Halftime Show Stopper at Monarch Stadium in Glen Dale

Photos by Cody Tomer The field at Monarch Stadium stands empty at halftime Friday night. Marshall County Schools officials made the decision to cancel the band’s performances after 37 students fell ill during practice on Thursday.

MOUNDSVILLE — Although a few students used Monarch Stadium’s field to toss the football during halftime Friday night, the field was unusually quiet — and empty.

Marshall County Schools canceled its “Middle School Night” — and all other halftime band performances — after 37 band students were hospitalized Thursday for falling ill after practicing during a period of high heat and humidity.

“Since it just happened (Thursday), there could be some hydration issues,” said district Superintendent Jeffrey Crook before Friday night’s game against Preston.

Crook said the district was still trying to figure out how it could reschedule the middle school band performance.

But with only two home games left in the season — one being homecoming Sept. 21 and the other senior night Oct. 26 — officials were unsure how that might work.

“They worked extremely hard,” Crook said. “We want to give them that opportunity.”

Meanwhile, Crook spent much of his day Friday talking with faculty and staff about the event that sent students from John Marshall and Sherrard and Moundsville middle schools to three hospitals. Between 125-130 students had been practicing at Monarch Stadium around 11 a.m. Thursday when more than three dozen of them had heat-related symptoms that required hospitalization.

Although the heat index was high Thursday, Crook said it fell within the guidelines of the West Virginia Secondary School Activities Commission for sanctioned athletic activities. Band is considered one of those activities. Crook said he was not sure what the actual heat index was, or what the guidelines call for.

However, he said, the new artificial turf at the stadium — which contains synthetic materials such as rubber and plastic — is believed to be one of the factors that led to students getting sick. The surface temperature on those fields can be significantly higher than the air temperature, officials said. The district installed the turf over the summer during the first phase of a $9 million stadium renovation project.

“We need to re-evaluate how the turf adds a different dynamic,” he said.

Another issue, Crook said, was that students did not have enough access to water during practice.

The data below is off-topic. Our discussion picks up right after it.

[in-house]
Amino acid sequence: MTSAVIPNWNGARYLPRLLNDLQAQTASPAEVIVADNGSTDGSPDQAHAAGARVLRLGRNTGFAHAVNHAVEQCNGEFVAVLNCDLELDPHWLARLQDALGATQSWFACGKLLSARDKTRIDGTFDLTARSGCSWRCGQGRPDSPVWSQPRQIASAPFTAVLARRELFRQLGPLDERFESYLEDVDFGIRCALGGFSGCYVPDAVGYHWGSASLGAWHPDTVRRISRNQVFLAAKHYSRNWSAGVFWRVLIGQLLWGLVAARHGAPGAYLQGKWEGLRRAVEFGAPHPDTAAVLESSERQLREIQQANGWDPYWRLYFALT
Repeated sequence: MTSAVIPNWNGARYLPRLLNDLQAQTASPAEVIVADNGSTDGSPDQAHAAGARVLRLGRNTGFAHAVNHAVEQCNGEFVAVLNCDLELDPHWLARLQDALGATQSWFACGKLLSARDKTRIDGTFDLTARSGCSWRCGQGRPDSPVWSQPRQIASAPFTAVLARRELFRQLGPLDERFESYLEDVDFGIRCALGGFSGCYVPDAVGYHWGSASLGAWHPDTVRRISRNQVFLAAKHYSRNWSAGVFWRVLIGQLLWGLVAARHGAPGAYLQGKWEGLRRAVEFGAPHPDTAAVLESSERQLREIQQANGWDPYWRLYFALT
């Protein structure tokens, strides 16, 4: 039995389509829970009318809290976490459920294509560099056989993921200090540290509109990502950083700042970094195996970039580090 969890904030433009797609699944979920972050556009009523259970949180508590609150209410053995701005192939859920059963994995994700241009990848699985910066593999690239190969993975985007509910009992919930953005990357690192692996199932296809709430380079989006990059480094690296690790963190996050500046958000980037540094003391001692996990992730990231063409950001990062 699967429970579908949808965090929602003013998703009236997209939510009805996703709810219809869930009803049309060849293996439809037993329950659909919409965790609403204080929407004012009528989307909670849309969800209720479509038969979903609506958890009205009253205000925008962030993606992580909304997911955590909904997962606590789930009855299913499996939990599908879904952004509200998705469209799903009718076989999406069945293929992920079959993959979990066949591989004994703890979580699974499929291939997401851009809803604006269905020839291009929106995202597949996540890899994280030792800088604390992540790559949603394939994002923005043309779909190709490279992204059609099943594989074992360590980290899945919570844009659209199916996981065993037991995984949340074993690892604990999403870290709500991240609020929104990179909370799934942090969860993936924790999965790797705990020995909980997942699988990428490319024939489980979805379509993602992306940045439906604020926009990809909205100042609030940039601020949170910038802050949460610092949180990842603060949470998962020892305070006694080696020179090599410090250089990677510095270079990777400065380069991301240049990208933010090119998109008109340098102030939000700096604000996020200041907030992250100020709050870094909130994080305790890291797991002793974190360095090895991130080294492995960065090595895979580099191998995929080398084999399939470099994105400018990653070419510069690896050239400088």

“Everyone is taking accountability,” he said. “We just can’t have a situation where there’s not enough fluids or when fluids are arriving late.”

Crook had said Thursday that water was limited. Most of the water during the event — which was held to let middle school band students practice with the high school band students before Friday night’s scheduled activities — was brought by students.

“We need more water,” he said. “We need to preplan better when students are taken out of the buildings.”

Crook said one of the issues is that the concession stands that could have supplied that water are out of commission. Those stands are expected to be completed by November, which will help those who are attending spring sports activities.

When students became ill Thursday, staff from nearby Moundsville Middle School brought water, Gatorade and juice to the stadium to try to get students rehydrated. Some students also went into the air conditioned field house, while others sat in the back of police and sheriff’s cruisers as emergency responders arrived.

Other students started to feel the effects of the heat even after they returned to the school buildings. That left emergency responders scurrying to multiple sites when the calls to Marshall County 911 started coming in.

Crook said school officials will meet with members of the Marshall County Homeland Security and Emergency Management agency early next week for a debriefing on the event.

“We will work with them to see how we can do things better,” he said.

More than 10 emergency agencies from three counties used 16 ambulances to transport the students to WVU Reynolds Memorial Hospital in Glen Dale, Ohio Valley Medical Center in Wheeling and Wheeling Hospital. Most of the students were treated and released within a few hours, hospital officials reported. One student had to be observed longer and originally was reported to be admitted overnight to OVMC. However, Karin Janiszewski, spokeswoman for OVMC, said Friday that the student actually was discharged late Thursday evening.

Crook said most of the students seemed to be OK on Friday.

“The students are pretty good,” he said. “We don’t seem to have any ill effects.”